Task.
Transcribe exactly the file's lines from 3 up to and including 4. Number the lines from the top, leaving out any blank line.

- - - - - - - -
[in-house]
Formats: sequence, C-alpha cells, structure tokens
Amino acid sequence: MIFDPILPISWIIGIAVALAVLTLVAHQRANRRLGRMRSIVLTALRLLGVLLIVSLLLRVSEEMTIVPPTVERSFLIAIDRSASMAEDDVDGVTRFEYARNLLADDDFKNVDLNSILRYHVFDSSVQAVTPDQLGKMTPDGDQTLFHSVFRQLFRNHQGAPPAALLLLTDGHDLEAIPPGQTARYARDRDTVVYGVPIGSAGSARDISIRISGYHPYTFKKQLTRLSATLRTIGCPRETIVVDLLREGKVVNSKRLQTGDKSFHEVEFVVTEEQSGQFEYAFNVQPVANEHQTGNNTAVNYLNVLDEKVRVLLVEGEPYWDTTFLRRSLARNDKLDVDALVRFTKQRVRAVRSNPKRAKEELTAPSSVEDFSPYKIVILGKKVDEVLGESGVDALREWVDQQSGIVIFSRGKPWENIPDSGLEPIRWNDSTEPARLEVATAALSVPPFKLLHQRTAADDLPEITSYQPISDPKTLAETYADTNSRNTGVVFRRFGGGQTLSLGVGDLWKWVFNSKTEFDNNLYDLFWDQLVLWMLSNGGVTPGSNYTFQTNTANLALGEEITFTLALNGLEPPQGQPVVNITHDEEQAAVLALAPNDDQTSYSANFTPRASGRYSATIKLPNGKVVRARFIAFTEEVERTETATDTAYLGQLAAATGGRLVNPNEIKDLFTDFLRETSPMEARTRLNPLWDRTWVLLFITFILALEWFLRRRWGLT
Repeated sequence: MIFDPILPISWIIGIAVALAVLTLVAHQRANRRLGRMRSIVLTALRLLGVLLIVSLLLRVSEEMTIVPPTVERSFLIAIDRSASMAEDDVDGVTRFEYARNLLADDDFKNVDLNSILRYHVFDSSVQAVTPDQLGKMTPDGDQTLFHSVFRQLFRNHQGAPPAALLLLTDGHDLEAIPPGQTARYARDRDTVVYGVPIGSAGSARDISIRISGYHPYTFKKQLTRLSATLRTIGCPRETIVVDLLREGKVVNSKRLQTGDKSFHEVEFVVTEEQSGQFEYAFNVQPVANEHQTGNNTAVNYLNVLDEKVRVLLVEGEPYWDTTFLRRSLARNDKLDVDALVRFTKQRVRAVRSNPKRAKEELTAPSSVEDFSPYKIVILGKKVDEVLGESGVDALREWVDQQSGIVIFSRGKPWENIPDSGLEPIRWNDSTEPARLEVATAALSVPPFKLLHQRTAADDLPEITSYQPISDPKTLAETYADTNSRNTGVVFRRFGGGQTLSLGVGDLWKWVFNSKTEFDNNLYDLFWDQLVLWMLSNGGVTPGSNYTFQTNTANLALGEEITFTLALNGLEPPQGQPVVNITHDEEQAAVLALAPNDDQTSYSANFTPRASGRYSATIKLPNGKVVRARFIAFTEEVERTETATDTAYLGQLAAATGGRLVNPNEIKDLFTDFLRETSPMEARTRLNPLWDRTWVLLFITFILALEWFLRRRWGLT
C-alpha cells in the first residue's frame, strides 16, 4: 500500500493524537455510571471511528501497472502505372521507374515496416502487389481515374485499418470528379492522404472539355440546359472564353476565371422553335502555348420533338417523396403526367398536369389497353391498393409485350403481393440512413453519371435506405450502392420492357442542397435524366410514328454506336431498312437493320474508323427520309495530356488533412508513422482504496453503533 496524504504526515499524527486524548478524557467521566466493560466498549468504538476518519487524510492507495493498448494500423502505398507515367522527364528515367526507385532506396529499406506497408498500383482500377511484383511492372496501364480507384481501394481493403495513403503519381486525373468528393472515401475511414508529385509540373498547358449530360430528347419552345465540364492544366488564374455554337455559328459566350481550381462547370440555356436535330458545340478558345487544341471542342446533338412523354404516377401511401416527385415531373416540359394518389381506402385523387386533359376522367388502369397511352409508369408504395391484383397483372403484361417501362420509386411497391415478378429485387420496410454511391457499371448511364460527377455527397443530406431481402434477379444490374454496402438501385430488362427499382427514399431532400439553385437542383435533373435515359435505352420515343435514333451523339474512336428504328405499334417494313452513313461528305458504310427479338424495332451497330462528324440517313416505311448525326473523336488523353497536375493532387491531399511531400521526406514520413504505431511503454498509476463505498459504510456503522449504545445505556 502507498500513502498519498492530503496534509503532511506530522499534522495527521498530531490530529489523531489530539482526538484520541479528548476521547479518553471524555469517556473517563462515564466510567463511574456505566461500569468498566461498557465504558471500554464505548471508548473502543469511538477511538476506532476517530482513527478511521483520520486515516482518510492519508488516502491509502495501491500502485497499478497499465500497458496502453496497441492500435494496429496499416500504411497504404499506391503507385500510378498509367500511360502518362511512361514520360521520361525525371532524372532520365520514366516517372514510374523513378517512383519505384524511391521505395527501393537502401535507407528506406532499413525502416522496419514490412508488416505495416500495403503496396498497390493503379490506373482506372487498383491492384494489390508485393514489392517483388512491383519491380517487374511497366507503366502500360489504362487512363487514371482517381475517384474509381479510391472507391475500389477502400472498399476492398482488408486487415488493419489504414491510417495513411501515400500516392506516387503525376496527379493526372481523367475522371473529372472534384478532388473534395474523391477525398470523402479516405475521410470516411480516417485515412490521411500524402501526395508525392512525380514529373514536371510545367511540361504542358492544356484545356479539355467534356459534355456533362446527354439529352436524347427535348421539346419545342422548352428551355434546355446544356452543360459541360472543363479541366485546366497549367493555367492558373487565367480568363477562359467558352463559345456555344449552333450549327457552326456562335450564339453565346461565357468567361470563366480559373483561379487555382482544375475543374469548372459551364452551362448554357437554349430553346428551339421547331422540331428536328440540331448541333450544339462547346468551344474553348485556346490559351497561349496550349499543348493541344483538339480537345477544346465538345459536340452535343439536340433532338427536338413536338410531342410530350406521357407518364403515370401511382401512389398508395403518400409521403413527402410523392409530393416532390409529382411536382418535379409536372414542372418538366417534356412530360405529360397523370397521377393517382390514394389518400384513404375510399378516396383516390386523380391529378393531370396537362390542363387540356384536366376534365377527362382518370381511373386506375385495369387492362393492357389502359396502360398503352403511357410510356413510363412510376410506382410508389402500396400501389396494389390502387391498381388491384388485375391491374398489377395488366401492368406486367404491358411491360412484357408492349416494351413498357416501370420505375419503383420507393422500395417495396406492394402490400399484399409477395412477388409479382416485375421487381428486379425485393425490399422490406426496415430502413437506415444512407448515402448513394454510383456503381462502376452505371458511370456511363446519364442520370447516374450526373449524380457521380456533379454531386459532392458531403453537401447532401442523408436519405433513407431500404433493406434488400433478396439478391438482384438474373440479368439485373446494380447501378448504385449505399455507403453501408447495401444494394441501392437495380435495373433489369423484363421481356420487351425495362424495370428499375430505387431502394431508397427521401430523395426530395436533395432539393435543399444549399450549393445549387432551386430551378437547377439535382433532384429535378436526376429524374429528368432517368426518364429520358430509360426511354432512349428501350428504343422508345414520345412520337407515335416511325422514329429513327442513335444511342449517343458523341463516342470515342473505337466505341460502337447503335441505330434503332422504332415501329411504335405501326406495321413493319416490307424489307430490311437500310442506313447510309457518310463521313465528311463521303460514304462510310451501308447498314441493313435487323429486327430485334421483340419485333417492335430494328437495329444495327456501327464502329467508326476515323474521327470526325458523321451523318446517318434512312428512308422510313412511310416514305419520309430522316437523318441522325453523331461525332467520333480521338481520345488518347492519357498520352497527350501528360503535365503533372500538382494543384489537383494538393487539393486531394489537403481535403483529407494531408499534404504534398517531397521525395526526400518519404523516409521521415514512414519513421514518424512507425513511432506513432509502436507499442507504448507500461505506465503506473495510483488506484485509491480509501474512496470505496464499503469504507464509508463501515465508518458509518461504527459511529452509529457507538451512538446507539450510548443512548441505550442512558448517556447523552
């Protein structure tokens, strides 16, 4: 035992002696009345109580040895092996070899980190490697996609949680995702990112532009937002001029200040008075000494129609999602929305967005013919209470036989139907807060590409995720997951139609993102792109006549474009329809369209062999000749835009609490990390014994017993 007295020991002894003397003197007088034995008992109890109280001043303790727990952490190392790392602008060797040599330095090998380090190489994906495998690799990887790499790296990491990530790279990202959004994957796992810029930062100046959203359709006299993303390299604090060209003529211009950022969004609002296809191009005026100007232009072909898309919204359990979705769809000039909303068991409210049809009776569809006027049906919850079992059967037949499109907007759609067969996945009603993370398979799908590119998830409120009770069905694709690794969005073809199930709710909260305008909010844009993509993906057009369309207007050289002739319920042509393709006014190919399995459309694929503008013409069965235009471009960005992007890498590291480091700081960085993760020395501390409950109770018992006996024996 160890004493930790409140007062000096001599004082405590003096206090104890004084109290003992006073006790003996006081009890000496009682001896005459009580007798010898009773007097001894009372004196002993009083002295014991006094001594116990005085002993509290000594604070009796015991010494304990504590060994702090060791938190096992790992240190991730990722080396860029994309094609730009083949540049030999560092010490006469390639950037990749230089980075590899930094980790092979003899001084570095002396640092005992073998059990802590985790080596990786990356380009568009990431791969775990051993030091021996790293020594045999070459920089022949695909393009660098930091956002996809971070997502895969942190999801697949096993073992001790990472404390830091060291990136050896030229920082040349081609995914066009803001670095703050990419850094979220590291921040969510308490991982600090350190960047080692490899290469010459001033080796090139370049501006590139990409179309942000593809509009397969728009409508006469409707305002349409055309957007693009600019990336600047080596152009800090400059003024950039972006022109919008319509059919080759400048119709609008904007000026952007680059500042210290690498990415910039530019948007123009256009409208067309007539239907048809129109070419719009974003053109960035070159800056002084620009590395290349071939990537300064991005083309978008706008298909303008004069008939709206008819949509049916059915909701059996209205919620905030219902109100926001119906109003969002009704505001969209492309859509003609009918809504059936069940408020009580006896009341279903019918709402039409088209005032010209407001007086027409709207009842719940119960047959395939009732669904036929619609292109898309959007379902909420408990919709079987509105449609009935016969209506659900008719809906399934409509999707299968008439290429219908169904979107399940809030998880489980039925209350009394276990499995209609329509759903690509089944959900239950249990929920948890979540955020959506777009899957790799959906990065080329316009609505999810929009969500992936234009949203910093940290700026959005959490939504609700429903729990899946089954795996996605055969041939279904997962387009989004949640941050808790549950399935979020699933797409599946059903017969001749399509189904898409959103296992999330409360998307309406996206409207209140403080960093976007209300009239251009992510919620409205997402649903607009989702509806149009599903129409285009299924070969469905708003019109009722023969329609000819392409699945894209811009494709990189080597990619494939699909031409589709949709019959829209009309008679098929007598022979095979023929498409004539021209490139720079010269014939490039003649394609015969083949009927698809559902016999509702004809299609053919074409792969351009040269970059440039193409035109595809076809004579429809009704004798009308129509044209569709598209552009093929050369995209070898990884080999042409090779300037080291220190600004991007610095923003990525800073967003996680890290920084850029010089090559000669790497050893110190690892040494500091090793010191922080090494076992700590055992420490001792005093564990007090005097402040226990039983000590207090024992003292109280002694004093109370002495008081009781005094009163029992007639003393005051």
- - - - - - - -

Amino acid sequence: MIFDPILPISWIIGIAVALAVLTLVAHQRANRRLGRMRSIVLTALRLLGVLLIVSLLLRVSEEMTIVPPTVERSFLIAIDRSASMAEDDVDGVTRFEYARNLLADDDFKNVDLNSILRYHVFDSSVQAVTPDQLGKMTPDGDQTLFHSVFRQLFRNHQGAPPAALLLLTDGHDLEAIPPGQTARYARDRDTVVYGVPIGSAGSARDISIRISGYHPYTFKKQLTRLSATLRTIGCPRETIVVDLLREGKVVNSKRLQTGDKSFHEVEFVVTEEQSGQFEYAFNVQPVANEHQTGNNTAVNYLNVLDEKVRVLLVEGEPYWDTTFLRRSLARNDKLDVDALVRFTKQRVRAVRSNPKRAKEELTAPSSVEDFSPYKIVILGKKVDEVLGESGVDALREWVDQQSGIVIFSRGKPWENIPDSGLEPIRWNDSTEPARLEVATAALSVPPFKLLHQRTAADDLPEITSYQPISDPKTLAETYADTNSRNTGVVFRRFGGGQTLSLGVGDLWKWVFNSKTEFDNNLYDLFWDQLVLWMLSNGGVTPGSNYTFQTNTANLALGEEITFTLALNGLEPPQGQPVVNITHDEEQAAVLALAPNDDQTSYSANFTPRASGRYSATIKLPNGKVVRARFIAFTEEVERTETATDTAYLGQLAAATGGRLVNPNEIKDLFTDFLRETSPMEARTRLNPLWDRTWVLLFITFILALEWFLRRRWGLT
Repeated sequence: MIFDPILPISWIIGIAVALAVLTLVAHQRANRRLGRMRSIVLTALRLLGVLLIVSLLLRVSEEMTIVPPTVERSFLIAIDRSASMAEDDVDGVTRFEYARNLLADDDFKNVDLNSILRYHVFDSSVQAVTPDQLGKMTPDGDQTLFHSVFRQLFRNHQGAPPAALLLLTDGHDLEAIPPGQTARYARDRDTVVYGVPIGSAGSARDISIRISGYHPYTFKKQLTRLSATLRTIGCPRETIVVDLLREGKVVNSKRLQTGDKSFHEVEFVVTEEQSGQFEYAFNVQPVANEHQTGNNTAVNYLNVLDEKVRVLLVEGEPYWDTTFLRRSLARNDKLDVDALVRFTKQRVRAVRSNPKRAKEELTAPSSVEDFSPYKIVILGKKVDEVLGESGVDALREWVDQQSGIVIFSRGKPWENIPDSGLEPIRWNDSTEPARLEVATAALSVPPFKLLHQRTAADDLPEITSYQPISDPKTLAETYADTNSRNTGVVFRRFGGGQTLSLGVGDLWKWVFNSKTEFDNNLYDLFWDQLVLWMLSNGGVTPGSNYTFQTNTANLALGEEITFTLALNGLEPPQGQPVVNITHDEEQAAVLALAPNDDQTSYSANFTPRASGRYSATIKLPNGKVVRARFIAFTEEVERTETATDTAYLGQLAAATGGRLVNPNEIKDLFTDFLRETSPMEARTRLNPLWDRTWVLLFITFILALEWFLRRRWGLT